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Monday, September 12, 2011

Paul Temple and the Affair of the Tired Tiger part 1

I'm very pleased to be able to present another Paul Temple yarn, which has been sent over by a reader from Holland. I believe this one predates the strips that have appeared here previously. Unfortunately, none of the strips I've seen have been dated, although the language and general style have been late 1960s. There was a conscious effort in some of the later strips to alter the look of Paul Temple so that he became Francis Matthews, who was starring in the Paul Temple TV series from 1969, so that places those particular strips towards the end of the run, say circa 1970. This one might be from around 1966, although that's a very rough estimate.

The artist is John McNamara and the writer is credited as Francis Durbridge, although I suspect that he had nothing to do with the scripting; most of the Paul Temple novels were ghosted for Durbridge by various hands (Charles Hatton, Douglas Rutherford (McConnell) and Tony Hussey).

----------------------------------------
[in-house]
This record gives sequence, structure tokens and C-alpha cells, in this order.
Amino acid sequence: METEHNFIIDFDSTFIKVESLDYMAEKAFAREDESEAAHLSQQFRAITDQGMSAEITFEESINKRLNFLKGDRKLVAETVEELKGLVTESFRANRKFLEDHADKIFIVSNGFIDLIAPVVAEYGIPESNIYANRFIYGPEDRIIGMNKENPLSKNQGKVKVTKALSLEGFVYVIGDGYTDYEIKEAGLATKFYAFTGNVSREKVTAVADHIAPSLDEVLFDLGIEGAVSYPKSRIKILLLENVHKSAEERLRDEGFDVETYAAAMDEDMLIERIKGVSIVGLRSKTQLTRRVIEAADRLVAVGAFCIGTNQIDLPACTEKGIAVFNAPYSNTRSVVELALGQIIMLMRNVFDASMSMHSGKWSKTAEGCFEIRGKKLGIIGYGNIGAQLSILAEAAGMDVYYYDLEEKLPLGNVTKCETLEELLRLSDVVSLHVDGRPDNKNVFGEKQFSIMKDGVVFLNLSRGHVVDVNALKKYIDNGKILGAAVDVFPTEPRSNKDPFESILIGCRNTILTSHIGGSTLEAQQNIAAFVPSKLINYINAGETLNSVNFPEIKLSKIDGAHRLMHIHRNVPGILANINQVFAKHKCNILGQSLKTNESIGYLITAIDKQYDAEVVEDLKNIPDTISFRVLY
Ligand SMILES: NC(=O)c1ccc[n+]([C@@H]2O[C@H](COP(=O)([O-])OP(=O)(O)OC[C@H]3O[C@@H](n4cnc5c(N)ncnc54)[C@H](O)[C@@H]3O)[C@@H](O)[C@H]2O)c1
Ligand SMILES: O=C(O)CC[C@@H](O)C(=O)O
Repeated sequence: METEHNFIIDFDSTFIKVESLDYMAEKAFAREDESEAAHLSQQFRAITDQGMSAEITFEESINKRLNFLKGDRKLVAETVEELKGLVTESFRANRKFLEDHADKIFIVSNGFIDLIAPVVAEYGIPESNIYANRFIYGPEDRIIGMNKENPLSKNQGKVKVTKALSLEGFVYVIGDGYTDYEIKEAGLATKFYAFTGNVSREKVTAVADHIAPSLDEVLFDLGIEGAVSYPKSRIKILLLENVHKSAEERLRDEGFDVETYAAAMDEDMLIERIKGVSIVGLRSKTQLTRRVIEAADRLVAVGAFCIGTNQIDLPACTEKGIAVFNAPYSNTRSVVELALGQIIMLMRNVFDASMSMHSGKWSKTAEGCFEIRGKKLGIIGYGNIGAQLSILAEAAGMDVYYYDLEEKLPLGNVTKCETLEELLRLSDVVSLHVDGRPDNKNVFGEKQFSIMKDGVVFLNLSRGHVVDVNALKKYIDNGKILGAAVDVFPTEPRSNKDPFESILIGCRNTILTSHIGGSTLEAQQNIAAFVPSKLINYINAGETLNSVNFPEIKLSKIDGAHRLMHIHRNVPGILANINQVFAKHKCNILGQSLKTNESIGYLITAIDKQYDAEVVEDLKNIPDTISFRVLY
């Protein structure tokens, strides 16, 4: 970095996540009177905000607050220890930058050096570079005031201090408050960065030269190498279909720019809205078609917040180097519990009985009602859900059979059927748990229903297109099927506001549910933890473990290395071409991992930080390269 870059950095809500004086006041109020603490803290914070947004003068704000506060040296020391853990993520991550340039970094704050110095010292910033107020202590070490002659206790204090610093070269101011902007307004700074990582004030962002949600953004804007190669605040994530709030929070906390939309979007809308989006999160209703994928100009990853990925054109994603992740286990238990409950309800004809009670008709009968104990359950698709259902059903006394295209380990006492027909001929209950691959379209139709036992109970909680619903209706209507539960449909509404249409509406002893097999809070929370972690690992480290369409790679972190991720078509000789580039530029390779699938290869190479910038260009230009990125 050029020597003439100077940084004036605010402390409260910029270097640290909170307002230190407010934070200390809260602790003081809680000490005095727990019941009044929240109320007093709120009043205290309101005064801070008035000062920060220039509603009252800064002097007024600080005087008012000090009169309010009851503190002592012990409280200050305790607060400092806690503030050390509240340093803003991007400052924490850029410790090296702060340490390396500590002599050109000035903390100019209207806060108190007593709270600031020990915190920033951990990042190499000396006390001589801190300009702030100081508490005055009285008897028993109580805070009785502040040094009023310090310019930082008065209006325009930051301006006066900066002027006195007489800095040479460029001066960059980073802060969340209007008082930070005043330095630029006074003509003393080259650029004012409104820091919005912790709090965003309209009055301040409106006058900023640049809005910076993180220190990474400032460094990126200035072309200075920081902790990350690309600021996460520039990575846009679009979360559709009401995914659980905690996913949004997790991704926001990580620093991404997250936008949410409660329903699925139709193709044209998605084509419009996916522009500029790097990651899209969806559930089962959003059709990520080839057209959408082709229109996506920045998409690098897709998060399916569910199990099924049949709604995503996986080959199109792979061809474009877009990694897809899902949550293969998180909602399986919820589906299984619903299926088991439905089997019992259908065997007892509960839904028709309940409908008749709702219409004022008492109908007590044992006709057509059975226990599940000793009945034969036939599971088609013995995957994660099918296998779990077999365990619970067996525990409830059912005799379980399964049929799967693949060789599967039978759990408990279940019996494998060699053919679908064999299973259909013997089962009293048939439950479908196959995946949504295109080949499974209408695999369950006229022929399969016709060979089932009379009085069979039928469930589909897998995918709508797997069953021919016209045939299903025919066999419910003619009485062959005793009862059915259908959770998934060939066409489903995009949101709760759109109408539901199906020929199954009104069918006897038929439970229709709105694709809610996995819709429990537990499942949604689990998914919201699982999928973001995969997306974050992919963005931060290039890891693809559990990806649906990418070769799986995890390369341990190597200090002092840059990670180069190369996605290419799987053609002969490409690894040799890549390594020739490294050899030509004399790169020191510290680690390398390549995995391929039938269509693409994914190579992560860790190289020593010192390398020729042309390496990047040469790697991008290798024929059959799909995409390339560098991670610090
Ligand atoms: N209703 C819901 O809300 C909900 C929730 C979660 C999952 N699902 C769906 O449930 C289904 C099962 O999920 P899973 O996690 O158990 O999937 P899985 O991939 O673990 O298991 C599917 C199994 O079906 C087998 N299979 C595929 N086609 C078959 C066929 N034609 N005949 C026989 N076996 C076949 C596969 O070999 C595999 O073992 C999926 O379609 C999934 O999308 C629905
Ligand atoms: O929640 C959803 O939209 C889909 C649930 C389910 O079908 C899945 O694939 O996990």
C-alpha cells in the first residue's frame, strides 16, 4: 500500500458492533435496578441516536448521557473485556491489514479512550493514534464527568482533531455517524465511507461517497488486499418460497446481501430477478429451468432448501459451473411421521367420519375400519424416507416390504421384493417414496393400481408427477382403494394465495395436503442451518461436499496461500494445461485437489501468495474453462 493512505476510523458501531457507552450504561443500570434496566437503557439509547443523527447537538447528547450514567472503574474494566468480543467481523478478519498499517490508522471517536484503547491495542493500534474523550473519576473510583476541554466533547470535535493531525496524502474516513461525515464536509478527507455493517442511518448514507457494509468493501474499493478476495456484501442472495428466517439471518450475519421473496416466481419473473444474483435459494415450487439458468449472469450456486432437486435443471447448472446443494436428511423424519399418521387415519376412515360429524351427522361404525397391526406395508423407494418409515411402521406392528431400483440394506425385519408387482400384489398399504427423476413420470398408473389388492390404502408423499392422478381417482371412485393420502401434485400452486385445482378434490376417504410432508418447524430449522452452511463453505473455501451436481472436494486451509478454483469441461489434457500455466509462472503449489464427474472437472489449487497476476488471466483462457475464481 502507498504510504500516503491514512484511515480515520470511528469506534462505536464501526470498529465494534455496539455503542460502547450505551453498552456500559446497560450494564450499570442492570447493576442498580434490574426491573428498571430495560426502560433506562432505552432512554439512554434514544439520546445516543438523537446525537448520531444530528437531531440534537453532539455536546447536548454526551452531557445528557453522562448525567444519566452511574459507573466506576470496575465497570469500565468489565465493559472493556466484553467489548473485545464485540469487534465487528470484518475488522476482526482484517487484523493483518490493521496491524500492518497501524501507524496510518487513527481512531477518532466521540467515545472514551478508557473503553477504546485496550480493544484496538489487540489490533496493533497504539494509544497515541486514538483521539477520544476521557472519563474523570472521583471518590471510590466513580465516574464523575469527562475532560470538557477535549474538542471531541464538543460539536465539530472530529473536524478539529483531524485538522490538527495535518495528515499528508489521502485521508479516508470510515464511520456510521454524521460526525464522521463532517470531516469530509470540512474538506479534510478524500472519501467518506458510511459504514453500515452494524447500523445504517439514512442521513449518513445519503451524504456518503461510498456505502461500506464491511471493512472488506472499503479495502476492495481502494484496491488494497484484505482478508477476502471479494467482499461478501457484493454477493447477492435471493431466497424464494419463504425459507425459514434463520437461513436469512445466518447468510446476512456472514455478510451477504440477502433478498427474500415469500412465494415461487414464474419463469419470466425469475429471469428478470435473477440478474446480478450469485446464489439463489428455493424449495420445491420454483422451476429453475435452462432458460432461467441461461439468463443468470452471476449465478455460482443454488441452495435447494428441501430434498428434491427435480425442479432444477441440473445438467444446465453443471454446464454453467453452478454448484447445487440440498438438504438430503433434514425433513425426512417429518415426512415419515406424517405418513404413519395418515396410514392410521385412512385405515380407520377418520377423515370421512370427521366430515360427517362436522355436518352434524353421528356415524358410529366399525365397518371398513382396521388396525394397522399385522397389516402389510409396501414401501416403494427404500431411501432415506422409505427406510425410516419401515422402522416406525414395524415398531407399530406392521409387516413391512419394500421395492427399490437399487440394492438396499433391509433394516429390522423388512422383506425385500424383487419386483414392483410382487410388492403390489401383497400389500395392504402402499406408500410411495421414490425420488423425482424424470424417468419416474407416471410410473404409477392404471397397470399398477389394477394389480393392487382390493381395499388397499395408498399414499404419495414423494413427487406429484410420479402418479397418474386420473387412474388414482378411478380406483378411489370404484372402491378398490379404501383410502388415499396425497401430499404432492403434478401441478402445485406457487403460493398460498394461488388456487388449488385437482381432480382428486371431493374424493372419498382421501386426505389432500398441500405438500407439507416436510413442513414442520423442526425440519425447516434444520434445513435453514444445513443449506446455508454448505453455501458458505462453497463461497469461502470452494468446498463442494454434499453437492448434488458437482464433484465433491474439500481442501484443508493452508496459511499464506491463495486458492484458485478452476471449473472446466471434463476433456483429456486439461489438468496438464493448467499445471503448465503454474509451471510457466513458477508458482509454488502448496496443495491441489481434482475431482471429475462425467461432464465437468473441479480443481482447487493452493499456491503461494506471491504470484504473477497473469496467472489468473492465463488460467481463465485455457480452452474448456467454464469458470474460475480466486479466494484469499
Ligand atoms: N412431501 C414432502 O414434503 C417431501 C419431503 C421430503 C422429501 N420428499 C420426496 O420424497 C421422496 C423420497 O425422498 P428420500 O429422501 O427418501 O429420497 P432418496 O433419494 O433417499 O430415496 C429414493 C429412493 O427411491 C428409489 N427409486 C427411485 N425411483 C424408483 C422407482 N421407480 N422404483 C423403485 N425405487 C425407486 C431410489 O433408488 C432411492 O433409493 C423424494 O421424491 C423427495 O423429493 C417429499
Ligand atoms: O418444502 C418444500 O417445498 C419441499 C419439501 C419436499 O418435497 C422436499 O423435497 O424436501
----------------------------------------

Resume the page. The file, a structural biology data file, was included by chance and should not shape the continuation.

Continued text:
(* © Evening News)


Reuben said...

I always feel a sense of dirappointment when I discover that someome I thought wrote something actually didn't.
I've got the Paul Temple readings released by the BBC and now Audio Go, and it's interesting to hear they differ from the radio series and in some cases updated to make them sound more modern for the time they were released in.
I'm currently listening to the new Tim Frazer CD. I hope you're not going to tell me that Durbridge possibly didn't write that too.

Steve said...

Hi Reuben,

I've no reason to suspect that Tim Frazer wasn't written by Durbridge; in fact, all his screen and radio credits are 'safe'. It's only the spin-offs: some of the novels had joint credits and, as with modern jointly-credited novels, the lesser-known name does most of the work. Four novels were definitely ghosted by Tony Hussey. A handful of later novels might have been by Durbridge.

The strips I suspect were by another hand but I could be wrong. He was busy writing for TV at the time. Ian Fleming was credited with the Bond strips but they were all written by others.